Early in the second half of 2009, I warned investors to stay away from Chinese IPOs. New issues were at a standstill in developed markets, and Chinese authorities had ended a 10-month ban for new listings on domestic exchanges the previous month. This opened the floodgates to a wave of pent-up investor demand, producing inflated valuations. Rather predictably, these stocks have not performed well since then. Today, however, opportunistic, value-driven investors may be able to spin the losses of those who wanted to be first to the party into gains.
2008-2009: A very disappointing vintage
I looked at the performance of Chinese stocks that listed in the 12-month period leading up to the publication of my article (with a floor on company market capitalization of $250 million). The following table summarizes the results:
Equal-Weight Annualized Return, Aug. 1, 2009 to Jan. 24, 2010
Market-Cap Weighted Annualized Return, Aug. 1, 2009 to Jan. 24, 2010
|Chinese IPOs, All Bourses (25)||8.4%||(13.5%)|
|Of which: IPOs on U.S. Bourses (3)||(23.6%)||(18%)|
|MSCI Broad China ex-HK Index*||--||(2.6%)|
|iShares FTSE/ Xinhua China 25 Index (NYSE: FXI )||--||1.9%|
|Vanguard Emerging Markets ETF (NYSE: VWO )||--||22.1%|
Source: Author's calculations based on data from Capital IQ, a division of Standard & Poor's, and MSCI. *Price return, in U.S. dollars.
The numbers are telling: Returns on these IPOs have been pretty awful -- particularly for the three companies that listed on U.S. exchanges: Duoyuan Global Water (NYSE: DGW ) (-46.4%), Chemspec International (NYSE: CPC ) (-14.6%) and Changyou.com (Nasdaq: CYOU ) (-9.6%) (keep in mind, too, that these figures are annualized.)
From repellent to mouthwatering
In some cases, however, these haircuts have turned stocks that were previously unpalatable into much more appetizing propositions. In fact, Duoyuan Global Water and Chemspec are two of the stocks in a basket trade idea I've put together:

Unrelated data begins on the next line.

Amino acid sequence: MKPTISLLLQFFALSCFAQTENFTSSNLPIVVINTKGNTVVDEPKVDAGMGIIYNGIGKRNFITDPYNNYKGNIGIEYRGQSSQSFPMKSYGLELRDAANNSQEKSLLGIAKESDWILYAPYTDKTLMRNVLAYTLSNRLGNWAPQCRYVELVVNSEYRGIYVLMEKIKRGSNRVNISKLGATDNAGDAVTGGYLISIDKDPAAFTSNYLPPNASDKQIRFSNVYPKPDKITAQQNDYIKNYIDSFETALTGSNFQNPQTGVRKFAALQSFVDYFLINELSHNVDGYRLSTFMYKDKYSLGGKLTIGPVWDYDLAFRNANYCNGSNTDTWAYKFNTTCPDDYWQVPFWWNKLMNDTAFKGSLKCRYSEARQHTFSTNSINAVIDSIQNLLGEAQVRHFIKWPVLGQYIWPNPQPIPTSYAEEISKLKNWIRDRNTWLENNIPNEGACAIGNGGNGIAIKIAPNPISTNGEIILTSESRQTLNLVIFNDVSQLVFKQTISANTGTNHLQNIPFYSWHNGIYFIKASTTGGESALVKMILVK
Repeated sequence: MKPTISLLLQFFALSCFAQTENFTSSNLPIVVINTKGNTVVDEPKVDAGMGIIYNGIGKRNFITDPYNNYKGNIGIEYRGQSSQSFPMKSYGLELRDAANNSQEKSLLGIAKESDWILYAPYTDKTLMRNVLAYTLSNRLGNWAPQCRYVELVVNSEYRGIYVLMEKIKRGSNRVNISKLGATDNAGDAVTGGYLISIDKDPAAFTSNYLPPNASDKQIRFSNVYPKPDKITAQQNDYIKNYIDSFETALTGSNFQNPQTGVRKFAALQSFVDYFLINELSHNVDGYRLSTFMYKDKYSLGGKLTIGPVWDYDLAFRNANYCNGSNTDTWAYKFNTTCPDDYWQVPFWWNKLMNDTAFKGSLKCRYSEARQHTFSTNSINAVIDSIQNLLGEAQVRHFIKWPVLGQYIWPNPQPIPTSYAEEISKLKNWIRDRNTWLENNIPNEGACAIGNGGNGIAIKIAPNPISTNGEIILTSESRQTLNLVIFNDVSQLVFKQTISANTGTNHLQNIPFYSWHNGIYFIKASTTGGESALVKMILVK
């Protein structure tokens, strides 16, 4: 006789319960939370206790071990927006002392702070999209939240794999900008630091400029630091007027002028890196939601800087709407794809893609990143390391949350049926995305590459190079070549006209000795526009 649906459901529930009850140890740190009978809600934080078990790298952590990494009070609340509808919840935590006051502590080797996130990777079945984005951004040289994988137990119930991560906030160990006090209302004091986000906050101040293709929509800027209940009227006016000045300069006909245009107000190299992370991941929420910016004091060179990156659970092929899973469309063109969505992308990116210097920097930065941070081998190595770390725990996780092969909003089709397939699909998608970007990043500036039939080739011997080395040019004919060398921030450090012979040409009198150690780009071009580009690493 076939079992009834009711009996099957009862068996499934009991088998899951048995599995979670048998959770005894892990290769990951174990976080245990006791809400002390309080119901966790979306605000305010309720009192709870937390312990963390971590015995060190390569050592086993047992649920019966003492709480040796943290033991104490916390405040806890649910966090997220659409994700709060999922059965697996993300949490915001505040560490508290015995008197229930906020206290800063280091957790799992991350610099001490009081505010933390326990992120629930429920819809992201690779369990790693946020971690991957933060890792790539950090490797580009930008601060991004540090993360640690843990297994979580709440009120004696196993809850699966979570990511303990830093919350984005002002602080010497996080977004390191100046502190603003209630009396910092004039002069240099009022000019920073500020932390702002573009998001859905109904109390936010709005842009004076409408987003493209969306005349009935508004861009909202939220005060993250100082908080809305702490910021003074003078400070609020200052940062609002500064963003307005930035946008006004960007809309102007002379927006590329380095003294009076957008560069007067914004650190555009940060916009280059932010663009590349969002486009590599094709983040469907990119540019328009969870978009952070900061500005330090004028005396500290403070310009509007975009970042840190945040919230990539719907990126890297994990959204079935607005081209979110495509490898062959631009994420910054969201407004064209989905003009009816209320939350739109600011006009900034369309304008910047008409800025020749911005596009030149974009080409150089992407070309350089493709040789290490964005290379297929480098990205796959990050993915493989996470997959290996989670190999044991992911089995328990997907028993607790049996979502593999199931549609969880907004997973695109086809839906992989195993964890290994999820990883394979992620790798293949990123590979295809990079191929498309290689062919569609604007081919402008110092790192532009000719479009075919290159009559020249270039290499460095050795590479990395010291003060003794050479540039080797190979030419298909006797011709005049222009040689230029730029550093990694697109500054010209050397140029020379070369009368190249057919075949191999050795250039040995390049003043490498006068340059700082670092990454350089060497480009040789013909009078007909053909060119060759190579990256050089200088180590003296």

Premium (discount) to First Day Closing Price*
Forward P/E* (NTM earnings)
|Chemspec International||Specialty chemicals||(16%)||8.3|
|China Real Estate Information (Nasdaq: CRIC )||Real estate services||(42%)||15.4|
|Duoyuan Global Water||Industrial machinery||(46%)||7.6|
|Lihua International (Nasdaq: LIWA )||Electrical components and equipment||95%||6.5|
|Basket, Equal Weighted||9.3|
|Basket, Float-Adjusted Market Cap-Weighted||9.3|
Source: Capital IQ, a division of Standard & Poor's, Yahoo! Finance, and author's calculations. *At Jan. 25.
If you're wondering how I came up with this basket, it's the product of a somewhat arbitrary selection process. I started with 36 U.S. market listings of Chinese companies that took place over the past two and a half years, looking at the sectors in which the companies operate, their profitability, and, most importantly, their valuations. Note that all five components carry zero or near-zero debt on their balance sheets. In addition, the basket has achieved an impressive average weighted return on equity over the past four years of 26%.
Don't underestimate the risks
Let me be very clear with my "return policy": One, I'm not making individual recommendations, this is a basket trade (i.e., it's all or none). Individual stock selection would require in-depth research on these businesses, which I haven't done. Second, the basket trade itself isn't a recommendation; it's an idea -- as always, stock investors must do their own due diligence. Third, investing in Chinese small-cap companies is inherently a speculative endeavor for any number of reasons.
Nevertheless, if you still feel it is absolutely necessary to own small-cap Chinese companies with a limited history as publicly traded entities, this is a smarter way to do it than simply going out half-cocked and buying shares in the first issue that comes to market.
Chinese IPOs: Two competing trends
For investors who are interested in this type of speculation, but want to become more familiar with this segment, there is absolutely no hurry. I expect the "boom-bust" phenomenon I have described in this article to occur periodically over the next decade, as two competing trends trade influence on share prices: Western investors' obsession with getting a piece of the China growth story and Chinese companies' increasing equity issuance to foreign investors.
There is surely no need to document the first of these trends, but the second one is perhaps less obvious. As financial economist Andrew Smithers of Smithers & Co. pointed out to me last September:
The expected real return on corporate equity investments in China should be the same as that elsewhere, measured in a common currency and thus lower in domestic terms to allow for China's rising real exchange rate (the Balassa-Samuelson effect). This is rather like Japan in the 1950s and 1960s. ... The equilibrium position would then be for China to import lots of equity money from the rest of the world.
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